to hold recovery hostage for the next 14 months to get it done. This
whole deal is starting to smell like Carter v. Reagan in 1980. The
economic situation is almost identical.
It’s about time for wild eyed, foaming at the mouth one-note howlers
like Eddie Brown to come forward telling me how good 2012 is going to be
for radical right wing wackos.
To that I say……not so fast. It may very well be that Obama is
slipping, partially because he believed his own hype and partially
because the public believed the impossible could be done. That doesn’t
mean the “party of no” whose only role in the last three years is to
obstruct have any ability to construct in the same circumstances. The
facility to obstruct doesn’t necessarily confer the ability to create.
Most of the GOP candidates are simply place-markers. Some are outright
clown acts. Of the three that have anything close to a politically
reasonable platform, none have put forth any plan any more convincing
than Obama’s in 2008. The more Perry talks, there more he alienates
huge blocks of voters. Huntsman had some reasonable ideas but sank like
a rock for unclear reasons. That basically leaves Romney as the guy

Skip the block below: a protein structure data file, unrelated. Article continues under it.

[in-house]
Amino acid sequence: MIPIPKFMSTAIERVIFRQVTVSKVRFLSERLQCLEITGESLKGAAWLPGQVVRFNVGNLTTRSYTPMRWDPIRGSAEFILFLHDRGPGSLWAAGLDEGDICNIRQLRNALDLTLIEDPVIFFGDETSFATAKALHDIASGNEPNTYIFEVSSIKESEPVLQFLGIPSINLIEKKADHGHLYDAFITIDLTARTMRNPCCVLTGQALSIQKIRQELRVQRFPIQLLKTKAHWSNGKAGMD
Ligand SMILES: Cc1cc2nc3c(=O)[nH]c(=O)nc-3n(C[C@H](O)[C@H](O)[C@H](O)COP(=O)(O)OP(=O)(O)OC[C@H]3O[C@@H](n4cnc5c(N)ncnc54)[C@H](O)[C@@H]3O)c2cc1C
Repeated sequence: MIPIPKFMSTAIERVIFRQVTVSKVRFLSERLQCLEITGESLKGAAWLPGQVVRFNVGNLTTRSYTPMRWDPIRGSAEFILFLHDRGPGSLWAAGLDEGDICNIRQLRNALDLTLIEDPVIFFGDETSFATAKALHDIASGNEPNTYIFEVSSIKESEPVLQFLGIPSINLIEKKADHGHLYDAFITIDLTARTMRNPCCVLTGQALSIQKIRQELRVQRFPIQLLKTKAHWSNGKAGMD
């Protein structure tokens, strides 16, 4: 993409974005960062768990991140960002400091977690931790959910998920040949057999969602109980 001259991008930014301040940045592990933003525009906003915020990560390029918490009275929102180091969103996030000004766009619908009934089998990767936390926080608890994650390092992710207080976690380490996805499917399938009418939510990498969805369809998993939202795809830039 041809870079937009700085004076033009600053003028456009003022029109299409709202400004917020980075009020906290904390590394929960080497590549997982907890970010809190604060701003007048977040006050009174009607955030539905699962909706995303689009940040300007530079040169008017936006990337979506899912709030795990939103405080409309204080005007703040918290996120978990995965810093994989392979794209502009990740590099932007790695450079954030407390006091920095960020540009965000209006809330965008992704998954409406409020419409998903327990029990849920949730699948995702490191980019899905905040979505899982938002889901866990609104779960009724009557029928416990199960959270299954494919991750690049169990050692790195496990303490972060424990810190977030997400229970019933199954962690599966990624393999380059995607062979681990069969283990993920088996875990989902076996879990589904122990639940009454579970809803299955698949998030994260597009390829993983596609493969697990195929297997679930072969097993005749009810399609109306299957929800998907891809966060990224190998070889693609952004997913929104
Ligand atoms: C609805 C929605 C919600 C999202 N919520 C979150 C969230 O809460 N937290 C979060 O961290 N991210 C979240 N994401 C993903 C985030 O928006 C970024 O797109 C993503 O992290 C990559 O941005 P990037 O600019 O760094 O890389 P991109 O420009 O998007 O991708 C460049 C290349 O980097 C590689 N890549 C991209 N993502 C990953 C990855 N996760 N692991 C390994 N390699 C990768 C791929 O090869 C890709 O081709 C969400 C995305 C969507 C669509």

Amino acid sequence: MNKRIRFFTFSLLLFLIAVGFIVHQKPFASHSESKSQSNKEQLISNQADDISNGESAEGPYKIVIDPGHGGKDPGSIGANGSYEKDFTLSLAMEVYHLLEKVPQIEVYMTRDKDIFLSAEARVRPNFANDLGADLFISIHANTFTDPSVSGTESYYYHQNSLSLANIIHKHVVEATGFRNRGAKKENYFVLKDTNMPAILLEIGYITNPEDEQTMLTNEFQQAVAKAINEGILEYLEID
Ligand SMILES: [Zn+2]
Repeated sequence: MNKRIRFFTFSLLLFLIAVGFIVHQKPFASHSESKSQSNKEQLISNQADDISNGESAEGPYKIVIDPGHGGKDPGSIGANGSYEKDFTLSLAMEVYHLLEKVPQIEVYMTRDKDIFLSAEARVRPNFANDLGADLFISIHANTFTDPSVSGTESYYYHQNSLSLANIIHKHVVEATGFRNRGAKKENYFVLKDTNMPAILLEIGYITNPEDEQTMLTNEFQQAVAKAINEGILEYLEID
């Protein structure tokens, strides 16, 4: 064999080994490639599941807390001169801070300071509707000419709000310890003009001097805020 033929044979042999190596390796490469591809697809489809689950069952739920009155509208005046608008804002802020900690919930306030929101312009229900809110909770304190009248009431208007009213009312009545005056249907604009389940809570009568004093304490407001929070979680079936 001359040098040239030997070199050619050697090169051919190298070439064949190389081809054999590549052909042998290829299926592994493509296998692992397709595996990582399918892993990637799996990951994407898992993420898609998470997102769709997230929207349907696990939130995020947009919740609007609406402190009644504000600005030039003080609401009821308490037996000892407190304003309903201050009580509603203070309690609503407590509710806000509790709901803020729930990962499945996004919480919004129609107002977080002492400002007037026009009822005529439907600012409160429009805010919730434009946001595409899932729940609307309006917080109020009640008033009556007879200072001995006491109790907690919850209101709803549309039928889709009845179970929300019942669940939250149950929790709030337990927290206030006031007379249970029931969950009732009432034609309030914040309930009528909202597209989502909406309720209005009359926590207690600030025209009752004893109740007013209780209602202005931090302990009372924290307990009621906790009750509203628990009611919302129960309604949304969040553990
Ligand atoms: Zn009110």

most likely to alienate the fewest voters.
Romney says that Obama is a clear failure on every level, and more to
the point, that he (Romney) has plans to reverse all those failures in
the face of a stubborn economy that got where it is from many un-fixable
factors (a service economy with no demand for services). The public is
clamoring to get the job done, Obama doesn’t seem to be able to fix it,
so they are willing now to listen to a guy with the identical rhetoric
Obama put forth in 2008? It may very well be that the voters will
believe that an opposition party noted for just that can do magic. I
guess we’ll see soon.
Another factor in the 2012 race needs to be considered. That the GOP can
lose by the numbers.
* The Republicans proved in Wisconsin that they will do everything
possible to gut unions. So no rank and file will vote for them
* The Tea Party is white, male and accumulating a racist bent. Blacks
are still enamored with Obama, not as much as they were when it was a
fresh issue in 2008, but definitely enough to insure they won’t vote for
* The way Republicans have treated Hispanics in Arizona insures that
block will never vote GOP.
* Students may or may not vote in huge blocks again, but most of them
are smart. Smart enough to see through about half of the GOP candidate
list. As a group they tend to vote Democratic if they vote at all.
* Despite some isolated reversals, I suspect the big, high population
States will always vote for a Democrat.
It might be a squeaker, but I don’t think there will be a major
revolution of voters for the GOP in 2008. The incumbent edge is a
powerful thing, especially in the face of mediocre opposition. 14 months
is an eternity in politics. Much can and probably will happen.
Whether Obama is re-elected doesn’t depend so much on him.
It also depends on the Republicans capability of self destructing.
David Crippen, MD, FCCM
Department of Critical Care Medicine
University of Pittsburgh Medical Center